Lactococcus cremoris and L. lactis are well known for their occurrence and applications in dairy fermentations, but their niche extends to a range of natural and food production environments. L. cremoris and L. lactis produce MKs (vitamin K2), mainly as the long-chain forms represented by MK-9 and MK-8, and a detectable number of short-chain forms represented by MK-3. The physiological significance of the different MK forms in the lifestyle of these bacterial species has not been investigated extensively. In this study, we used L. cremoris MG1363 to construct mutants producing different MK profiles by deletion of genes encoding (i) a menaquinone-specific isochorismate synthase, (ii) a geranyltranstransferase, and (iii) a prenyl diphosphate synthase. These gene deletions resulted in (i) a non-MK producer (ΔmenF), (ii) a presumed MK-1 producer (ΔispA), and (iii) an MK-3 producer (Δllmg_0196), respectively. By examining the phenotypes of the MG1363 wildtype strain and respective mutants, including biomass accumulation, stationary phase survival, oxygen consumption, primary metabolites, azo dye/copper reduction, and proteomes, under aerobic, anaerobic, and respiration-permissive conditions, we could infer that short-chain MKs like MK-1 and MK-3 are preferred to mediate extracellular electron transfer and reaction with extracellular oxygen, while the long-chain MKs like MK-9 and MK-8 are more efficient in aerobic respiratory electron transport chain. The different electron transfer routes mediated by short-chain and long-chain MKs likely support growth and survival of L. cremoris in a range of (transiently) anaerobic and aerobic niches including food fermentations, highlighting the physiological significance of diverse MKs in L. cremoris.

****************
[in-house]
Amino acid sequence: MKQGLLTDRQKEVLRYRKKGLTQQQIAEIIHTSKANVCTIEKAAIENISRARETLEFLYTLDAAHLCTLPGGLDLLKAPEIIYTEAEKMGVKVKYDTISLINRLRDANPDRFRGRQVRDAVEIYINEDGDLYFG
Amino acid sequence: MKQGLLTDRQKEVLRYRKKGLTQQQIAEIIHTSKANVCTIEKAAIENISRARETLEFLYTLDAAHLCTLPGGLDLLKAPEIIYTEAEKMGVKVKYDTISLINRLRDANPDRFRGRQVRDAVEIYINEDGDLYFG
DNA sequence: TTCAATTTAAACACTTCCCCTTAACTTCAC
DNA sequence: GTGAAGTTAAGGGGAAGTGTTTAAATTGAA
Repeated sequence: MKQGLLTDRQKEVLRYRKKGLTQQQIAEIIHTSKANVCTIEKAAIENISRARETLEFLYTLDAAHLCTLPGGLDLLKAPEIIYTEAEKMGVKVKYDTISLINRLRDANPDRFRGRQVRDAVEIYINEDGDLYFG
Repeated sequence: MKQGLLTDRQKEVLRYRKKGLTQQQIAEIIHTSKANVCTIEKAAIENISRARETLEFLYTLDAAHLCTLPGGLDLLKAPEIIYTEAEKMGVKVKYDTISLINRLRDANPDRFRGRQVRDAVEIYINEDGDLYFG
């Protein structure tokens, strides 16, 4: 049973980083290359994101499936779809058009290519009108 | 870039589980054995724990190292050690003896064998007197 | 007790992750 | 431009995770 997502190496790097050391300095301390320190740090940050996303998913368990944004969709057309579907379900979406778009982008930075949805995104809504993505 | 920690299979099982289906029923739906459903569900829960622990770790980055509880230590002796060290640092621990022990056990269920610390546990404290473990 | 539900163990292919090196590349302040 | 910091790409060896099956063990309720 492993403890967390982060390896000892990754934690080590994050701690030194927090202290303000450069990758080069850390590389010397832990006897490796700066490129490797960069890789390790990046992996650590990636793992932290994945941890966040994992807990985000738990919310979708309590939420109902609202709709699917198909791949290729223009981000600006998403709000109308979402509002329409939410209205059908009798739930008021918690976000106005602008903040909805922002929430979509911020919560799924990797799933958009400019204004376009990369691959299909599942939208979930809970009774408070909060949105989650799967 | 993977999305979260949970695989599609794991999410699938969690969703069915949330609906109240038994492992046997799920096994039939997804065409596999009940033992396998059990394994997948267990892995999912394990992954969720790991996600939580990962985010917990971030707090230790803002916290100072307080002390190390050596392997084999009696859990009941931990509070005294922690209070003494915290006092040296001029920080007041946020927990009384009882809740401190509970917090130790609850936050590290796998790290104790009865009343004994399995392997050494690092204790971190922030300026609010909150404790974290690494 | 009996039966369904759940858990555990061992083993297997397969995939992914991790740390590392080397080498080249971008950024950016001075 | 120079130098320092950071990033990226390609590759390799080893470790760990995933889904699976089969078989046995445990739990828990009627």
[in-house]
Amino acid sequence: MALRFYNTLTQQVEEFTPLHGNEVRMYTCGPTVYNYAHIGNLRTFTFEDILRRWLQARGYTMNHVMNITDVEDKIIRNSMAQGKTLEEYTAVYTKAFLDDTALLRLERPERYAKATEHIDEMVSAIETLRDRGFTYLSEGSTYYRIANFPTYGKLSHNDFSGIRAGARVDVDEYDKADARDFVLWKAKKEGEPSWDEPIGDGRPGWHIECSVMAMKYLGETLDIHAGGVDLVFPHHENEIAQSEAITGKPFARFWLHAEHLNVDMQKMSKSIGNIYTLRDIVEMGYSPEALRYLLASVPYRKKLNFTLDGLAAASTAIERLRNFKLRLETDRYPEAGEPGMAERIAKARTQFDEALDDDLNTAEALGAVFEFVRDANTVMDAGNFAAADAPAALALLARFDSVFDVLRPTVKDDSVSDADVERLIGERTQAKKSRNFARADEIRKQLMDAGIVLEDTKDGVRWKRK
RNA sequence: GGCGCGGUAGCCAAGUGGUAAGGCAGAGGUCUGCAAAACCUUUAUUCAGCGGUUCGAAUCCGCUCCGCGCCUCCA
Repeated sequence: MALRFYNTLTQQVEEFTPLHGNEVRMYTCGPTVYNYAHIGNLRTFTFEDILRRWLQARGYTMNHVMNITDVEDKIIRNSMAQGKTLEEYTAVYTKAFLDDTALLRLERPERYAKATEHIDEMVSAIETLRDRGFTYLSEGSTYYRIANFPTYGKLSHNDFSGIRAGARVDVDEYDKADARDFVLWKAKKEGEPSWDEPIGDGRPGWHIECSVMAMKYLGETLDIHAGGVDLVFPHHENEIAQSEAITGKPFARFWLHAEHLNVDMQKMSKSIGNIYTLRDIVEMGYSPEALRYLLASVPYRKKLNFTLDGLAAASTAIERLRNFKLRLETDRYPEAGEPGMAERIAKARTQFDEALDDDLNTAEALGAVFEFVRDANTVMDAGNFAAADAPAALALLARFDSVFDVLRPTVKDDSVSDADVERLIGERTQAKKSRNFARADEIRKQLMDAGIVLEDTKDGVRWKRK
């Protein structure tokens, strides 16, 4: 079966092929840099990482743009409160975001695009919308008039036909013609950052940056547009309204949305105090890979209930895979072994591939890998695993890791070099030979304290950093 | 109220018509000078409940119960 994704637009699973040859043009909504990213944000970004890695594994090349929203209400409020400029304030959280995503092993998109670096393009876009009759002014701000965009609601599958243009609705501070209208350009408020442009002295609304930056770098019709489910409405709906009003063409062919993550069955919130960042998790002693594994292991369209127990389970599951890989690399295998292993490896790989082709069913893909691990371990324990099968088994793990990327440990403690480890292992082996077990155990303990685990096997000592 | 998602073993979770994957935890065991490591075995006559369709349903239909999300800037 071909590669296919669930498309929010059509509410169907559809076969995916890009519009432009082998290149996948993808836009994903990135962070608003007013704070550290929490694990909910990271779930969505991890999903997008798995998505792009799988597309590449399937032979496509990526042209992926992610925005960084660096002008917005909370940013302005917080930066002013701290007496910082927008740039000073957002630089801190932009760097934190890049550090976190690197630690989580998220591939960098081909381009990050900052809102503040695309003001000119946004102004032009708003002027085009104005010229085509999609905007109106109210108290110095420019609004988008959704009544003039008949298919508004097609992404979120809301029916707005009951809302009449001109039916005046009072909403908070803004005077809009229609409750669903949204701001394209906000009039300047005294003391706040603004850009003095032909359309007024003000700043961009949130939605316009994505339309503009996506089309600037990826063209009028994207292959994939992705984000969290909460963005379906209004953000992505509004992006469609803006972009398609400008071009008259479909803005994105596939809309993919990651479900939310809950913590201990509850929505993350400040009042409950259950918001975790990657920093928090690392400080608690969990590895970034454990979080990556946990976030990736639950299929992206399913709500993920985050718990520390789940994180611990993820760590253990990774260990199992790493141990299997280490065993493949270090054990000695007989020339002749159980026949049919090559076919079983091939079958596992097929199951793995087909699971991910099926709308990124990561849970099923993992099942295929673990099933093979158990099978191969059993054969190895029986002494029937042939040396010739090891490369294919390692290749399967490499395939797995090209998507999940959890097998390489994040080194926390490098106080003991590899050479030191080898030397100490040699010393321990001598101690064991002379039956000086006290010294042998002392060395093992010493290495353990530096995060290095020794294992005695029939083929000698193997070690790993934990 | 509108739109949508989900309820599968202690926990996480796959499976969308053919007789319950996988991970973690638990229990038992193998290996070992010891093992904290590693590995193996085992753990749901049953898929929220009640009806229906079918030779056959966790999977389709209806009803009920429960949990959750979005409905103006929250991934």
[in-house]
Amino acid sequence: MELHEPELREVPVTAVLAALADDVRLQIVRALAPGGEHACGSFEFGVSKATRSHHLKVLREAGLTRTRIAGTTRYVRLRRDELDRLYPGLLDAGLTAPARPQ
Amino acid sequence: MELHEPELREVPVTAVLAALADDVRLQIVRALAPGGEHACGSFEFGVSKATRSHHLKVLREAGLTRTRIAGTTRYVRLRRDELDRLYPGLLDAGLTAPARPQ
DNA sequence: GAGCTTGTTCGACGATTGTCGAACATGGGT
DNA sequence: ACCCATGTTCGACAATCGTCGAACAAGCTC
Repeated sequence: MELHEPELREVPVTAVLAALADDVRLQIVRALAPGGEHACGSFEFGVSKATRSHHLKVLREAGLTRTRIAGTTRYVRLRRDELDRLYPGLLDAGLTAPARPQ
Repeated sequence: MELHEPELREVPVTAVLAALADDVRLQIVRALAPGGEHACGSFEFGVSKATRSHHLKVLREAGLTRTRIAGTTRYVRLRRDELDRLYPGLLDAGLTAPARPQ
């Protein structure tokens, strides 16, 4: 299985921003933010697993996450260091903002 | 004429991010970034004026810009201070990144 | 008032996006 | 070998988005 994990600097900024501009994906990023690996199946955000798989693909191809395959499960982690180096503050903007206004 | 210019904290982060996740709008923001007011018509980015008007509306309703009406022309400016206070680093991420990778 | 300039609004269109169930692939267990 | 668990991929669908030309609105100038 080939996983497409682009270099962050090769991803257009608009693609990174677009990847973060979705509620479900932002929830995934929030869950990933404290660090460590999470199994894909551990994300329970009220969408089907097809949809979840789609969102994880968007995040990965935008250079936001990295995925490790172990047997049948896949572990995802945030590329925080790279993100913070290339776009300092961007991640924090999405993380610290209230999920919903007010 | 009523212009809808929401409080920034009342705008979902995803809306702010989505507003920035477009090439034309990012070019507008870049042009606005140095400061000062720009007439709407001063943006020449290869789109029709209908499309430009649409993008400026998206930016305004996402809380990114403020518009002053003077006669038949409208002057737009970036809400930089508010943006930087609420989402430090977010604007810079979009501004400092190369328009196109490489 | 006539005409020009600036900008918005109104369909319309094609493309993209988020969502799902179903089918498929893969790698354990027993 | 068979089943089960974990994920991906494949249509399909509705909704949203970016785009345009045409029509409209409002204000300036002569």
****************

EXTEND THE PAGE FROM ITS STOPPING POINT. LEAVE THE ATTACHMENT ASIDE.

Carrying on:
- comparative proteomics
- electron transport chain (ETC)
- food fermentation
- lactic acid bacteria
- Lactococcus lactis